The Michigan Engineer News Center

Pascal Van Hentenryck elected as INFORMS Fellow

Pascal Van Hentenryck was one of 12 Fellows announced by the The Institute for Operations Research and the Management Sciences.| Short Read

Pascal Van Hentenryck, Seth Bonder Collegiate Professor of Industrial & Operations Engineering, was one of 12 Fellows announced on October 22, 2016 by the The Institute for Operations Research and the Management Sciences (INFORMS). Please join us in congratulating him on this award!

The INFORMS Fellow Award, which brings together the very best operations researchers and analytics experts throughout the world, recognizes outstanding achievement in the following areas:

  • education in the field of operations research/management science
  • management of operations research/management science, including responsibility for applying the profession’s techniques within an organization of any type
  • the practice of operations research/management science/analytics research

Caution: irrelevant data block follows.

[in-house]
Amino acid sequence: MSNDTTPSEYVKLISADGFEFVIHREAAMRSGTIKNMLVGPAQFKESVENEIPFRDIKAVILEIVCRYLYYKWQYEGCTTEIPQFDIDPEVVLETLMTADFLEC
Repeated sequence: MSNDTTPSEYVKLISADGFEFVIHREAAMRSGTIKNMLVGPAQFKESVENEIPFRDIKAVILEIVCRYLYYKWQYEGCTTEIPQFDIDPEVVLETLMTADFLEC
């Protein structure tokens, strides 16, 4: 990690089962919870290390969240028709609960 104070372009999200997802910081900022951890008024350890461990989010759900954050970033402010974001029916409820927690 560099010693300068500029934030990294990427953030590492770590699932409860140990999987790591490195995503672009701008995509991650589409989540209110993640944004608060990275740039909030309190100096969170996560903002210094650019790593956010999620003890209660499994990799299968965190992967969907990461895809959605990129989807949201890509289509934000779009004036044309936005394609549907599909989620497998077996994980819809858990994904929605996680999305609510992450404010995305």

• service to INFORMS and the profession

Pascal was recognized for his scientific contributions to constraint programming, discrete optimization, global optimization, local search and stochastic optimization as well as his many contributions to the practice of operation research and the education of future practitioners.

Researchers
  • Pascal Van Hentenryck

    Pascal Van Hentenryck

    Pascal Van Hentenryck, Seth Bonder Collegiate Professor of Industrial & Operations Engineering

The electrons absorb laser light and set up “momentum combs” (the hills) spanning the energy valleys within the material (the red line). When the electrons have an energy allowed by the quantum mechanical structure of the material—and also touch the edge of the valley—they emit light. This is why some teeth of the combs are bright and some are dark. By measuring the emitted light and precisely locating its source, the research mapped out the energy valleys in a 2D crystal of tungsten diselenide. Credit: Markus Borsch, Quantum Science Theory Lab, University of Michigan.

Mapping quantum structures with light to unlock their capabilities

Rather than installing new “2D” semiconductors in devices to see what they can do, this new method puts them through their paces with lasers and light detectors. | Medium Read